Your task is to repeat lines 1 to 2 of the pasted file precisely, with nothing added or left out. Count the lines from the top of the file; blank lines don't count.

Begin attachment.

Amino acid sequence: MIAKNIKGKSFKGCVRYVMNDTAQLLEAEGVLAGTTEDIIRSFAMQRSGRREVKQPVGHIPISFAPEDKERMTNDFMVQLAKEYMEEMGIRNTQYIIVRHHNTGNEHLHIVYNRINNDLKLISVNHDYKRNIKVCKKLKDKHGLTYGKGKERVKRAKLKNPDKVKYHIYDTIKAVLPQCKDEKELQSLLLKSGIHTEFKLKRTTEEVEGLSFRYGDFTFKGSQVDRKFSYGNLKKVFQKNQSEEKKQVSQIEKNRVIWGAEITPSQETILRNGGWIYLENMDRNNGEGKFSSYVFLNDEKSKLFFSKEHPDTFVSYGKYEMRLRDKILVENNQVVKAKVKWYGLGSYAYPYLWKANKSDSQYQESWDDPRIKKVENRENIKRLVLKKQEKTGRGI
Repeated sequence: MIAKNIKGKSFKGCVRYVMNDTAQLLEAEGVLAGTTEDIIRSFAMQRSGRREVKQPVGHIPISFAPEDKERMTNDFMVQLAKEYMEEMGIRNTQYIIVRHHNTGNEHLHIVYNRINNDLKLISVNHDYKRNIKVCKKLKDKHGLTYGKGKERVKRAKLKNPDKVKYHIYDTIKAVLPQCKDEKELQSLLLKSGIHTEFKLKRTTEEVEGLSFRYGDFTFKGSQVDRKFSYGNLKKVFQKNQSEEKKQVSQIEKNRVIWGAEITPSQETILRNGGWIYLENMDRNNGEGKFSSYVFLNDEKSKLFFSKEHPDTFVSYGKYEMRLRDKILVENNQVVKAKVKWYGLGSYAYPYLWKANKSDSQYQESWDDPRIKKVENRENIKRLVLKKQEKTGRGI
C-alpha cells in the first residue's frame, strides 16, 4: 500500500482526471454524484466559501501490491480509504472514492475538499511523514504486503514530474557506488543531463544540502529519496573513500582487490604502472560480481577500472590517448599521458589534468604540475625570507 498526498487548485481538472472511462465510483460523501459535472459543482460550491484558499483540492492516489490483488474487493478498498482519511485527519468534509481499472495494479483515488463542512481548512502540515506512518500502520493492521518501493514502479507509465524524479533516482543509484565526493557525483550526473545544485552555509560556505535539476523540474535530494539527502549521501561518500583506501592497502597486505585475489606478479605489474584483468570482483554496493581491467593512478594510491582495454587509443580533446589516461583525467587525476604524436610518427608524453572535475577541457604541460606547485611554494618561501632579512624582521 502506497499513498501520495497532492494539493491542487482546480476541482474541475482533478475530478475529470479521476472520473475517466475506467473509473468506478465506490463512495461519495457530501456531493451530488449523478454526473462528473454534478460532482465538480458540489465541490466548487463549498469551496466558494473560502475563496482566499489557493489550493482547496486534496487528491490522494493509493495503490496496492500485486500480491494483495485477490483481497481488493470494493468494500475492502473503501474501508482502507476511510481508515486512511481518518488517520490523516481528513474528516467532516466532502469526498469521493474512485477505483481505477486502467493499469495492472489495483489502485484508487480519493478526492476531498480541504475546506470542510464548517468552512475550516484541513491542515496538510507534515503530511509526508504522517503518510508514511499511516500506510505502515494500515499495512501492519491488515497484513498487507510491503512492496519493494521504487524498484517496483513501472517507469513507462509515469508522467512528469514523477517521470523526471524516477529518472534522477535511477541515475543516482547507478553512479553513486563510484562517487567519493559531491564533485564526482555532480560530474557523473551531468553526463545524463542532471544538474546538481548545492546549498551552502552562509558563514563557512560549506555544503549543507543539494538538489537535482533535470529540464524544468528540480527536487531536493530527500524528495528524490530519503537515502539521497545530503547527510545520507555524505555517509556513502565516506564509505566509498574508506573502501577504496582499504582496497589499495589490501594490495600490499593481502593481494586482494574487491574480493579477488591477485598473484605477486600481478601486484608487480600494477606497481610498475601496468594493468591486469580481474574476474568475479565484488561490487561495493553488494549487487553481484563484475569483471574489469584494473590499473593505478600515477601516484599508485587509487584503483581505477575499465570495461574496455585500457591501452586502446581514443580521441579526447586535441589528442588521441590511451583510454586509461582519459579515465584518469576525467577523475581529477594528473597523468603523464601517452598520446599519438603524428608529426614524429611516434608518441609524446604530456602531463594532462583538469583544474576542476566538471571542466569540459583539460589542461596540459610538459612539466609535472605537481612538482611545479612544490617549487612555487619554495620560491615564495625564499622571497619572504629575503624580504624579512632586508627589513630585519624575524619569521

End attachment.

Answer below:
Amino acid sequence: MIAKNIKGKSFKGCVRYVMNDTAQLLEAEGVLAGTTEDIIRSFAMQRSGRREVKQPVGHIPISFAPEDKERMTNDFMVQLAKEYMEEMGIRNTQYIIVRHHNTGNEHLHIVYNRINNDLKLISVNHDYKRNIKVCKKLKDKHGLTYGKGKERVKRAKLKNPDKVKYHIYDTIKAVLPQCKDEKELQSLLLKSGIHTEFKLKRTTEEVEGLSFRYGDFTFKGSQVDRKFSYGNLKKVFQKNQSEEKKQVSQIEKNRVIWGAEITPSQETILRNGGWIYLENMDRNNGEGKFSSYVFLNDEKSKLFFSKEHPDTFVSYGKYEMRLRDKILVENNQVVKAKVKWYGLGSYAYPYLWKANKSDSQYQESWDDPRIKKVENRENIKRLVLKKQEKTGRGI
Repeated sequence: MIAKNIKGKSFKGCVRYVMNDTAQLLEAEGVLAGTTEDIIRSFAMQRSGRREVKQPVGHIPISFAPEDKERMTNDFMVQLAKEYMEEMGIRNTQYIIVRHHNTGNEHLHIVYNRINNDLKLISVNHDYKRNIKVCKKLKDKHGLTYGKGKERVKRAKLKNPDKVKYHIYDTIKAVLPQCKDEKELQSLLLKSGIHTEFKLKRTTEEVEGLSFRYGDFTFKGSQVDRKFSYGNLKKVFQKNQSEEKKQVSQIEKNRVIWGAEITPSQETILRNGGWIYLENMDRNNGEGKFSSYVFLNDEKSKLFFSKEHPDTFVSYGKYEMRLRDKILVENNQVVKAKVKWYGLGSYAYPYLWKANKSDSQYQESWDDPRIKKVENRENIKRLVLKKQEKTGRGI